L. Neil Smith's
Number 151, December 10, 2001

My fellow Tennessean (from the Western edge) Don Winfield makes a good point about individuals and leaders ...

One of the best comments on the subject I ever heard was a lecture by (of all people) the socialist "Small Is Better" advocate, Kirkpatrick Sale, which he gave as part of the Black Rose Collective's lecture series back in the late 70s or early 80s ...

The title says it all: "No more Leadershit!"

The difference between:

A) a "leader" who sets out on a course, sets a good example of conduct both personal and professional, and inspires people to join the quest; and

B) a tyrannical "boss" who claims control over the lives of the "flock" ...

is as clear as that between the presiding officer at a meeting seeking a clear decision of the body ... and a gavel-pounding autocrat who wants a rubber-stamp for whatever whim has most recently crossed her or his brow.

More important, a truly good leader can recognize the skills and desires of those who are "following" ... get them to buy into the shared vision ... and leave them mostly to their own devices, knowing they will get the job done the best way they know how ...

Steve Trinward strin@worldnet.att.net

[Just thought you might be interested in the following article that I've posted on various newsgroups, although very few people expressed any interest at all -- apparently I didn't get the message out very well.]

The State of Arkansas sells our 'federal' constitutional right to a jury trial, in some *criminal* cases, for $100.00. If you don't pay it -- in advance -- you don't get a jury, and can still be sent to jail for up to a year. Do other states do anything like that?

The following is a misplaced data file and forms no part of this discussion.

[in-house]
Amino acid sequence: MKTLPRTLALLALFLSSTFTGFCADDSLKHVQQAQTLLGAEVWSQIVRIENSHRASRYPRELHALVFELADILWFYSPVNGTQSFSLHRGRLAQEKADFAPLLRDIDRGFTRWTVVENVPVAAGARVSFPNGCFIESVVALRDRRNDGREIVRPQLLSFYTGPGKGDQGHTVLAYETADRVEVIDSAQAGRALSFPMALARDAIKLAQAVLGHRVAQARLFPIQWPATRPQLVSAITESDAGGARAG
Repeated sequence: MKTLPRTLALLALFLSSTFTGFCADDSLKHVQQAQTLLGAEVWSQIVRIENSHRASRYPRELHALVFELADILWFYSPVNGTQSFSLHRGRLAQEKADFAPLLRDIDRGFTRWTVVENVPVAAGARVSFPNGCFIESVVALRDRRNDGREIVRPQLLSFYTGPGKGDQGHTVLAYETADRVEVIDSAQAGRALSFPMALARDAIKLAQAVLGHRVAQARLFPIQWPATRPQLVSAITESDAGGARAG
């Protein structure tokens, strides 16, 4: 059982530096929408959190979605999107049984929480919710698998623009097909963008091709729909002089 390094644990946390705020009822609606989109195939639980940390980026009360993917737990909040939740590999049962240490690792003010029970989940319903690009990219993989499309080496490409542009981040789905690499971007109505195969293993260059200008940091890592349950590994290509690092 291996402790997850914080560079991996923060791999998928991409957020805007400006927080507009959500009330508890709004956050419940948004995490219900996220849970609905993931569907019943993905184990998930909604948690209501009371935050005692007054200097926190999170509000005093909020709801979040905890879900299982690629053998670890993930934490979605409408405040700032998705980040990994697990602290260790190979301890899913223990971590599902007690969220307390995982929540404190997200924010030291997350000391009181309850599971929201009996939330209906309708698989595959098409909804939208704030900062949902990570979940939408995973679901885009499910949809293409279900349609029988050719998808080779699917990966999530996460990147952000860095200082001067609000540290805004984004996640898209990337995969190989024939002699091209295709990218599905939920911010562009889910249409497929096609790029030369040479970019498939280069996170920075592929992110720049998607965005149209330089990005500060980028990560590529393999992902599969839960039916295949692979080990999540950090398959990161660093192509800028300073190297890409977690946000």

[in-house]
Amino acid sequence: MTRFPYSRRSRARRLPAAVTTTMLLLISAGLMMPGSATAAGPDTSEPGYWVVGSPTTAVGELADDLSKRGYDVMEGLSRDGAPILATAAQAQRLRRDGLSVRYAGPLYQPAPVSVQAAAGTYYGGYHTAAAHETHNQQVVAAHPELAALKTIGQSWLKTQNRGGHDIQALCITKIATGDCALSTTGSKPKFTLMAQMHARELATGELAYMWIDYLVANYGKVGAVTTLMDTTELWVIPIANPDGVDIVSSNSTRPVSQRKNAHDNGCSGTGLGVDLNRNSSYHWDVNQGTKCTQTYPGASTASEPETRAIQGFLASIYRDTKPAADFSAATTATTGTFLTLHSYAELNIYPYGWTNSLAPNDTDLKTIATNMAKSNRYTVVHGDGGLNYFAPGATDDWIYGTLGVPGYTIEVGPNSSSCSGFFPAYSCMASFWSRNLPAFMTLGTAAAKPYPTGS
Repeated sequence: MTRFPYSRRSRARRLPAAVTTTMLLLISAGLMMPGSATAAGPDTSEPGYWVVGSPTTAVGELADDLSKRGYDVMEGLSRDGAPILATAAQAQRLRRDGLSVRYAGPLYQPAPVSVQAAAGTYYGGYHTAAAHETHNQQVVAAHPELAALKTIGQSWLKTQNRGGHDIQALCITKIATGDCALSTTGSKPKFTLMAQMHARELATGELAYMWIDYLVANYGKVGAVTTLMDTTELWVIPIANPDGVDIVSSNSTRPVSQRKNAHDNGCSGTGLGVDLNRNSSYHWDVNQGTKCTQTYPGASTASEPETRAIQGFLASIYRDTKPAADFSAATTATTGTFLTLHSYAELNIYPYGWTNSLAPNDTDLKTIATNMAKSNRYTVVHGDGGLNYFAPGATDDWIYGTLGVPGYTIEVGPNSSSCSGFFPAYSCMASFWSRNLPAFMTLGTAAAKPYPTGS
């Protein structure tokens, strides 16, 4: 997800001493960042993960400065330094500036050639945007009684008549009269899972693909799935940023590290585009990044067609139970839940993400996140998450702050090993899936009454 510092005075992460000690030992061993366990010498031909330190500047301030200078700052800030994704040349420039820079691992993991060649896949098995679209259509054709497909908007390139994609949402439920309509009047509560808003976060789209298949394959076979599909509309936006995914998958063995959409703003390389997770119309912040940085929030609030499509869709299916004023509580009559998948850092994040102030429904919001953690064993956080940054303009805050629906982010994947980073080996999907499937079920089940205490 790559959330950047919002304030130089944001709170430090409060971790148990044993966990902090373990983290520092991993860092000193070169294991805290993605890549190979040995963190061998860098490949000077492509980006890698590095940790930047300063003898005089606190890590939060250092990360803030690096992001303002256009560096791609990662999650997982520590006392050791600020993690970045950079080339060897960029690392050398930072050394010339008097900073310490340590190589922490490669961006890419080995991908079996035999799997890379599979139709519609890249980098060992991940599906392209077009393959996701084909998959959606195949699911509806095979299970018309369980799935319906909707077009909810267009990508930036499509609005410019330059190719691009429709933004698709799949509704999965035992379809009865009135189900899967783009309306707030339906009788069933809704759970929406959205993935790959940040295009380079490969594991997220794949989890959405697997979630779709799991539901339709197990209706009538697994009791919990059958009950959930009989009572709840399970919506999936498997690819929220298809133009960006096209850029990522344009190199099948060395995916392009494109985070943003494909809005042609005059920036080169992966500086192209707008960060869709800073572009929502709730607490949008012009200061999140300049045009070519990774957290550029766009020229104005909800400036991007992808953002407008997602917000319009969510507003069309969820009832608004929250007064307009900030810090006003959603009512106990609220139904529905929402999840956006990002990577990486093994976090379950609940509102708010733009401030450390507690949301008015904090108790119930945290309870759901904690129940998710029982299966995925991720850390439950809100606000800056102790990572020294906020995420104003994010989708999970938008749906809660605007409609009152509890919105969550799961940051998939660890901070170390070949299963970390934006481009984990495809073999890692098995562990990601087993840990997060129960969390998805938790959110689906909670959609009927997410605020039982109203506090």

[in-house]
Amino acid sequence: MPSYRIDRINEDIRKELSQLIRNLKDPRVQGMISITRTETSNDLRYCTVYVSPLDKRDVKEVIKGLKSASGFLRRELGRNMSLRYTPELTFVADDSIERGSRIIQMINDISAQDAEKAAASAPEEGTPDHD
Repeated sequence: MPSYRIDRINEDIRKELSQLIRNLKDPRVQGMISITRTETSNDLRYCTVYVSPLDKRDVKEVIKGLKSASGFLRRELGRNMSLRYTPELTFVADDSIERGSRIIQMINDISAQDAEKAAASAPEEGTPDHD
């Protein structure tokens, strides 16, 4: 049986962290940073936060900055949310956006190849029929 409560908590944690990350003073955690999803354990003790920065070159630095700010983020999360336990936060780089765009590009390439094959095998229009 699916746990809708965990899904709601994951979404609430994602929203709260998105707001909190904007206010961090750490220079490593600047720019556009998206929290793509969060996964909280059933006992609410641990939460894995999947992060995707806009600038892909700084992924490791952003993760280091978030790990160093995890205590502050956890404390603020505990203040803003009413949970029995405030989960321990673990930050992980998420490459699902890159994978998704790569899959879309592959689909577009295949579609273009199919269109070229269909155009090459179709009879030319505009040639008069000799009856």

The U.S. Supreme Court has already said that anyone who faces the mere possibility of incarceration in excess of six months is guaranteed a jury trial by the Sixth Amendment to the U.S. Constitution; it has also said that the Fourteenth Amendment extends this 'federal' right even to prosecutions in state courts for violations of state laws, provided the possibility of confinement still exceeds six months. Because Class-A misdemeanors, including some traffic offenses, are punished in Arkansas by up to a year in jail, the 6th Amendment 'federal right' to a jury is thus clearly triggered. However, Arkansas does not honor or allow the exercise of that 'federal' right unless and until defendants first pay a $100.00 fee to reach the only judicial level where juries are available; in other words, it is impossible in most such cases to obtain a jury trial without first 'buying' it. This makes it easier for the rich to obtain a jury compared to those with modest incomes, in violation of equal protection. Moreover, even if defendants are found 'not guilty' by a jury, Arkansas refuses to refund the $100.00 fee, thereby punishing even innocent people who have been cleared of all wrongdoing.

In 1943, the Supreme Court ruled that: "A state may not impose a charge for the enjoyment of a right granted by the federal constitution". But, in charging a $100.00 fee for a jury in criminal cases punishable by a year in jail, isn't the State of Arkansas doing exactly that?

This is a constitutional violation affecting thousands of people charged in Arkansas each year, including many from other states. In December, 2000, I filed suit in U.S. District Court to challenge it, but the federal judge said that this is NOT a violation of the Constitution. I then appealed to the U.S. Court of Appeals in St. Louis, and in October, 2001, the 8th Circuit affirmed the lower court. Unless the U.S Supreme Court reverses it, we're stuck with that decision. What are the chances that the Supreme Court will review this case?? Probably less than one percent. Can't Americans count on the federal courts to protect our Constitutional rights? I'm interested in what other folks think about this, and whether there are similar laws in states other than Arkansas.